THEME: The hunt for manpower is on - is labour import the solution?

1MAY 2007 VOLUME 12 THE LABOUR MARKET,THE WORKING ENVIRONMENT AND RELATED ISSUES THEME: The hunt for manpower is on - is labour import the solution? Foto: Cata Portin News: Disabilities vs. the labour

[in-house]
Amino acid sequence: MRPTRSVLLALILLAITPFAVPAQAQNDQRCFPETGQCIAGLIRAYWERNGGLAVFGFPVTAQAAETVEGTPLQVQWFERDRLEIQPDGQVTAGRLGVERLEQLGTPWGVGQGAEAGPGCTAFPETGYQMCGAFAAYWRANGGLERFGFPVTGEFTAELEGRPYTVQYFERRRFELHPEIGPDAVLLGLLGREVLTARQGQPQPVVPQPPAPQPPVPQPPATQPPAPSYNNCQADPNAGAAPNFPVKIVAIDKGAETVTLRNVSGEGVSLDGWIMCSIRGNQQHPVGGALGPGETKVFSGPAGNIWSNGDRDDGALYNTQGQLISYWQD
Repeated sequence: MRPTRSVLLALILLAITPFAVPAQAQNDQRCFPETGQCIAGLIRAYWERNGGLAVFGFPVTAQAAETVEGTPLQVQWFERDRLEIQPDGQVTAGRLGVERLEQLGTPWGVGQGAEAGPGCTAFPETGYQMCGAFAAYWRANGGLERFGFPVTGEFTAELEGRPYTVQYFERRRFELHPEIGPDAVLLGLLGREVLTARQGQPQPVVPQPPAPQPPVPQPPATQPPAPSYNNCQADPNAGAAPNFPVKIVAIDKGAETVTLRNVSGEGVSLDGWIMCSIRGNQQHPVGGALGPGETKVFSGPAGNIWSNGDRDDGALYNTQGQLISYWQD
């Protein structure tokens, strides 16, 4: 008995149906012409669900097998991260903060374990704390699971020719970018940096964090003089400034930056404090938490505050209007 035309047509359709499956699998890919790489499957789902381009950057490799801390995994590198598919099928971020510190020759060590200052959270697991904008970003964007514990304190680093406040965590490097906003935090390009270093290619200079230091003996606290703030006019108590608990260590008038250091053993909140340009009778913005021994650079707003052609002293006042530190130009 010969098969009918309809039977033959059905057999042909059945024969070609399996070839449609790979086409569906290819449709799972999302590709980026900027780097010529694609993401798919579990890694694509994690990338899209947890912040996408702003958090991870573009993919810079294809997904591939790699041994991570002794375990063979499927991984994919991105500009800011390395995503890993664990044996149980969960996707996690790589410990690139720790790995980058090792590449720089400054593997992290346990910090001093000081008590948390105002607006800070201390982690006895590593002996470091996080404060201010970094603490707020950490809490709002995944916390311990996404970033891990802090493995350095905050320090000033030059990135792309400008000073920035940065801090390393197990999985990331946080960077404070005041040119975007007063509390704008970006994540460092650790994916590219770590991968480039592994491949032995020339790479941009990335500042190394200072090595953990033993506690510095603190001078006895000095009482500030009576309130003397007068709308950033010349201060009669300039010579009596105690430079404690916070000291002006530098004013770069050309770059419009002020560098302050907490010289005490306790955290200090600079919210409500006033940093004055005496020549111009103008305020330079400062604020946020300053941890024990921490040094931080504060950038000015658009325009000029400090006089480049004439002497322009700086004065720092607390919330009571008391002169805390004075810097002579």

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1MAY 2007 VOLUME 12 THE LABOUR MARKET,THE WORKING ENVIRONMENT AND RELATED ISSUES THEME: The hunt for manpower is on - is labour import the solution? Foto: Cata Portin News: Disabilities vs. the labour market / The Nordic region: defying economic theory / Theme: The hunt for manpower is on- is labour import the solution? EDITORIAL The challenge is still inclusion The Nordic region: defying economic theory is one of the stories in this issue of the Nordic Labour Journal. The Nordic countries are booming, despite warnings from mainstream economists. Now the Nordic model is under scrutiny by researchers on the hunt for the X factor. Unemployment is lower than for many decades. At the same time more older people will soon be leaving the labour market than young people entering it. We face a completely new situation, with economic growth, low unemployment and fewer people in the labour market. Who will get the job done? we ask in our theme: The fight for manpower is on. Employers are fighting over the most eligible workers, and want to import foreign competence. Is that the solution? At the same time, millions of people of working age in the Nordic countries are still unemployed. They are not sought-after. Can they become wanted? Globalisation, demographics and not least technological development lead to rapid changes in the labour market, and force authorities, employers and employees to plan for a new reality. The story on the Danish transport sector illustrates a dilemma: while the employers' union claim they lack 4-5,000 drivers, the trade union's numbers show 1,500 drivers in Denmark have no work, and that there are only 250 jobs being advertised. It's a perception gap, and here lie the challenges: the employers could have expanded their business, if, while workers want jobs, but can't find them. Those with foreign-sounding names have a particular problem. But ethnic Danes too struggle to meet increased demands for skills in a digitalised world. The hunt for the super-worker - that's how Roger Mörtvik at The Swedish Confederation for Professional Employees describes this tendency for employers to up the skills threshold. In the piece Labour shortage on everyone's lips, he highlights the importance of workers having the chance to improve their skills during times of change, to avoid being forced out of the labour market, or being trapped in jobs from which they cannot make a decent living. Matti Vanhanen's new Finnish government breaks the world record with 60 per cent female ministers. Change happens slowly to women's position also in Nordic societies. But perhaps this shows that Finland can't afford to discriminate against women in the labour market, and that society needs both more labour and role models to show childbirth and careers don't necessarily clash. It's said that manpower is in short supply. Still there are millions of Nordic citizens who can't find work. The great test of the Nordic welfare societies is still how to answer the challenge of inclusion. ISSN Publisher: The Work Research Institute, Norway, commissioned by the Permanent Steering Committee for Labour Market and Working Environment Affairs under The Nordic Council of Ministers. Editor in chief: Berit Kvam, Work Research Institute. Production: Offset Forum AS, Oslo, Norway. May Number of copies: Editorial management: Phone: Fax: E-post: Berit Kvam, editor-in-chief, (WRI) Gunhild Wallin, editor mobile: Solveig Hæreid, editorial assistant (WRI) Work Research Institute, P.O.Box 6954 St. Olavs plass, N-0130 Oslo. Internet: Nordic Council of Ministers: Store Strandstræde 18, 1255 København K. Internet: 1/MAY 2007 VOLUM 12 CONTENTS 4-7 NEWS - Disabilities vs. the labour market - The Nordic region: defying economic theory - The Nordic Model - built on trust 8-10 PORTRAIT - The Nordic women - leaders in gender equality By Tapio Vestinen THEME - The hunt for manpower is on - is labour import the solution? - New government wants increased immigration - Labour shortage on everyones lips - Chasing nurses and sailors... Norway's ethical dilemma of importing workers - Fighting over the unemployed 22 RESEARCH - Commission Green Paper on labour law and the challenges of the 21st century By Professor Niklas Bruun, University of Helsinki 23 SIDELONG GLANCE - Things to do on holiday By Pierre-Henry Deshayes Nordic Advisory Board: Phone: Fax: NMR Lars Djernæs, Labour Market Affairs, Nordic Council of Minister DK Marianne Poulsen, Ministry of Employment Søren Jensen, Public Employment Servicecenter FIN Helinä Tuominen, Ministry of Labour IS Margret Gunnarsdottir, Directorate of Labour NO Marianne Pedersen, Directorate of Employment and Welfare Finn Ola Jølstad, Ministry of Labour and Social Inclusion Odd Einar Johansen, Norwegian Labour Inspection Authority (mob) SE Ann Zachrison Nilsson, Ministry of Employment Mats Silvell, National Labour Market Board Matts Rydin, Swedish Work Environment Authority N E W S Disabilities vs. the labour market Young people with disabilities and their access to the labour market will receive special focus when Sweden takes the helm at the Nordic Council of Ministers in In the Nordic countries, 2-4 million people with varying degrees of disabilities have no work, and young people make up the majority of these. A catastrophe which flies in the face of the image of progressive Nordic states, is how Ivar Kristiansen, a member of the Norwegian Parliament, characterised the situation. By Gunhild Wallin It's important to be aware of these terrible figures.we're talking about millions of people with disabilities in the Nordic countries, and there are also large unknown figures, Ivar Kristiansen said. He was addressing the Nordic seminar The labour market for young people with disabilities. Mr Kristiansen has been chairman of the Nordic Council on Disability Policy since 2006.The council is a policy-shaping and advisory body for the entire Nordic Council of Ministers. Its aim is to raise important political questions on disability throughout the Council of Ministers' areas of co-operation. It also aims to initiate policies and to be a source of competence. The council has established five sector networks, one of which concentrates on labour market issues.the sector networks are made up of civil servants and representatives from disability organisations, and regularly organise conferences.this time the organiser was the network for labour market issues, in co-operation with Sweden's Ministry of Employment. Secretary General Inge Ovesen underlined the importance of easing the entry of young people with disabilities to the labour market. He argued the Nordic 4 NORDIC LABOUR JOURNAL countries needed a pronounced policy to include people with some form of disability, that there was a need to emphasise how work is important in terms of integration, and that lack of manpower meant more people must be made able to participate.there was a lot that the Nordic countries could learn from each other, said Mr Ovesen. Our differences and similarities can create a fruitful co-operation, he said. While the main focus at the Stockholm conference was the labour market for young people with disabilities, it used statistics incorporating all people with disabilities in the Nordic countries, and their relationship with the labour market.the statistics were provided by a commission of inquiry from the Norwegian Parliament. Ivar Kristiansen painted a bleak picture. Despite strong economic growth across the Nordic region, the number of people with disabilities in work is falling in all Nordic countries.there are more disabled people in work in Sweden than in the neighbouring countries - but there too, the number is falling. It looks as if it's becoming increasingly difficult for people with disabilities to enter the labour market, despite pronounced political ambitions and anti-discriminatory legislation on an EU level and within the Nordic countries. The number of people with disabilities in work is falling in all Nordic countries (Photo: Tim Garcha/Zefa/Corbis) N E W S There's no lack of printed aims, but the numbers show something is being done wrong.we need a joint fight, Ivar Kristiansen said. Disability is a general term that tends to be defined differently in different countries.this makes comparisons difficult.the study of the Nordic countries, referred to by Ivar Kristiansen, included both people with disabilities and those on long-term sick leave.the statistic shows they are many, and they find it hard to gain a permanent foothold on the labour market. In Sweden, around 1 million people say they have some kind of disability, but that does not mean they are incapable of working. Some 62 per cent do work, but that's fewer than in the year 2000, and the number is lower than that for the general population. In Norway, around 15 per cent say they're disabled - that's some 471,000 people. Of these, 44.3 per cent were in paid employment, compared to 77.7 per cent of the general population. Denmark and Finland lack similar statistics, but there too the number of disabled people in work is considerably lower than for the rest of the population - and the number is falling. Working life for people with disabilities is often characterised by part-time work, fewer jobs demanding special competence, more jobs within the public sector and a greater need for specially adapted work places. In Sweden, more than 20 per cent of those of reduced working capacity say they feel bullied, through lack of salary increases, no offers of training, or being passed over for managerial positions. Ivar Kristiansen said it was important to alert politicians to the millions of people affected. One problem is that people with disabilities end up being bundled in with all social outcasts, and end up getting very little attention at all.this must change, he said. The transition from education to working life is particularly difficult for young people with disabilities.there are various projects addressing this problem in all of the Nordic countries. Between 2004 and 2006, the Norwegian Ministry of Government Administration and Reform ran a project for trainees in central government, to help young people with higher education and a disability to find work.there's now an aim to have five per cent people with disabilities out of all new public appointments. An audit in the spring of 2007 showed that 328 places of employment did now have experience of accepting and working with people with disabilities. 18 out of 329 people were trainees. Stockholm has its own labour exchange for young people with disabilities, which services 25 municipalities in Greater Stockholm. It approaches many people with disabilities before they leave school, and prepare the transition to working life taking into account the skills of each individual. Many of these young people struggle with dyslexia, and disabilities are a growing problem. Finding a job is detective's work. We become the young people's network, says Åsa Grönlund from the Swedish labour exchange. Nicoletta Zoannos is project coordinator for Sweden's 2-year EU project Independent Living Institute. She says they fight against institutionalised exclusion of young people with disabilities, by for instance organising work placements and trainee programmes in the Swedish public authority sector. The key question is how to get access to the labour market. Most people do it through a network, but many of the young people with disabilities don't have those contacts, so it becomes important to get a placement or a trainee contract, Nicoletta Zoannos says. She says they've chosen 300 of Sweden's 500 agencies and public organisations, using various methods to make them accept young people with disabilities.they approach top management or other key people within each agency or authority. A lot of the work they do centres on influencing attitudes and spreading knowledge - but it is also important to give support to those who accept the challenge. We see two trends. One is that the term diversity does not include people with disabilities. So when you talk about integration, you're talking about the ethnic kind.the other trend is that there is no money to finance work experience and trainee schemes for people with disabilities, says Nicoletta Zoannos. The labour market for young people with disabilities will receive special focus when Sweden takes the helm at the Nordic Council of Ministers in 2008, said Eva Uddén Sonnegård, secretary of state at the Swedish Ministry of Employment.The aim is to reduce the number of people missing out on working life. To be included into working life is to gain self confidence, to take control over your own life and to liberate yourself, she said. NORDIC LABOUR JOURNAL 5 N E W S The Nordic region: defying economic theory Norwegian professor Kalle Moene leads a centre at the University of Oslo The Nordic countries defy many of the traditional economic theories. Despite having large public sectors, strong unions, small wage differences, generous welfare states and high taxes, their economies have fared better than those of most countries. Norwegian professor Kalle Moene leads a centre at the University of Oslo which will study the phenomenon. He believes the threat to the Nordic Welfare Model comes not so much from the forces of globalisation, but rather from domestic pressures. By Björn Lindahl Our challenge is to explain why a system viewed by many economists as a blue print for a macroeconomic catastrophe is working so well.we will compare facts with theory. If the two don't add up, maybe it's time we changed the theory, he says. Last year, his ESOP centre was designated Norwegian Centre of Excellence for the coming five years. If this is extended with another five-year period, the budget will total100 million Norwegian crowns (12 million Euro), making this one of the largest social science research projects ever in Norway. The acronym ESOP stands for Equality, Social Organisation and Performance. Kalle Moene points out that the centre will not study the Nordic countries in isolation. They will be compared with many other countries, and the centre is keen to look at development issues. One of the main questions is whether citizens of the five Nordic countries have a stronger social commitment to equality than people in other counties. Psychological experiments The results of the research will be published and continually updated online, at One of the first projects, run jointly with the Norwegian School of Economics and Business Administration in Bergen (NHH), was a study involving 400 people from Norway, Germany, Tanzania and Uganda. It explored ways of equally distributing compensation for a job done. All the participants first had to perform a task for us. In this case it was typing extracts from a book by Charles Darwin onto a PC.After the work was done the participants were awarded money according to performance.then they were coupled randomly to other participants, maybe from a different country, and the two were asked to suggest how the pay should be distributed and which criteria would give a fair compensation. We haven't done all the calculations yet, so I don't want to reveal the results, but Germany stands out as less egalitarian in this case, while Norway is closer to Tanzania and Uganda, says Professor Moene. Compared to earlier research there will be no revolutionary new methods. We will work as traditional economists, but we may apply more institutional and psychology-based research as well.we will emphasise how political institutions and instruments can compliment each other. The policies reinforce each other. Small wage differences give a high political acceptance for a generous welfare state, which again leads to small wage differences, he says. What separates the Nordic region most from the rest of the world is perhaps the co-ordination of wage negotiations we have, where unions and employers' associations play an important role, as well as local bargaining. 6 NORDIC LABOUR JOURNAL N E W S Complex system He conjures up an image of a complicated set of knobs which have to be tweaked in a certain order to achieve the best result. Technically one could decide to introduce such a policy through parliamentary elections, but it doesn't work like that in a political-economic system, he says. The complexity and the interactions between the systems can be part of the reason why few other countries have adapted the welfare model, even if the interest in the model is very high - mainly from Southern Africa and Latina America. The ESOP centre's aim is not only to look at the positive sides of the Nordic Model, says Kalle Moene. There are also things that don't work so well.the integration of immigrants into the labour market is one problem. Will the Nordic model survive globalisation? Many people exaggerate the external threats and think they will affect the system more than internal problems. Many also think that the Nordic countries would be better off without such tough outside competition. But the opposite is true. These countries have done so well in the face of globalisation, because they've been so open and exposed to trade competition. The threats from within are much larger.what will the educational revolution do to wage equality? Does the system become socially unstable when a majority gets a higher education? Those are questions we need to look into. Kalle Moene and his team at ESOP are not the only ones trying to pinpoint exactly what makes the model work. At two Nordic Centres of Excellence (NCoE) co-financed by NordForsk and several Nordic national science funding bodies, an attempt is made to increase the quality and heighten the international visibility of the welfare state research. Professor Pauli Kettunen at the University of Helsinki is heading a research programme on how values and traditions affects the formal and the informal rules and norms in the Nordic welfare states. Bjørn Hvinden, Head of Research at NOVA (Norwegian Institute for Research on Welfare and Aging) will lead a programme where many of the questions are relevant to the labour market, such as the challenge migration poses for redistributive welfare states. Other questions which will be addressed include whether people are becoming more or less socially excluded and what is being done to activate unemployed people. All in all, Kettunen's and Hvinden's research teams will receive almost 10 million Euro in support between 2007 and 2012 The Nordic Model - built on trust The Nordic Model combines competitiveness and growth with strong emphasis on welfare on a national level. But the model is also found on company level, and in other workplaces. By Björn Lindahl At the National Research Centre for the Working Environment in Denmark the term social capital is used to describe the quality of an organisation when it comes to the relations between mangement and employees, as well as between employees themselves. A company can be more competitive because it has a high social capital. In such an organisation the employees have few conflicts and show a greater ability to change and to be flexible. Trust, respect and fairness are the central factors describing an organisation with a high social capital.the leadership trusts the employees to do their best. Peter Hasle and Niels Møller have done a study of the abattoir industry in Denmark which has attracted a lot of attention.they found that a trust culture which had developed between the production manager and shop steward team at some abattoirs later spread to the whole company. The new trust culture was based on involvement of both first line managers and employees.the involvement resulted in a better psychosocial work environment resulting in positive statistics showing low absenteeism, labour turnover and strike frequency. NORDIC LABOUR JOURNAL 7 P O R T R A I T T I A R T R O P The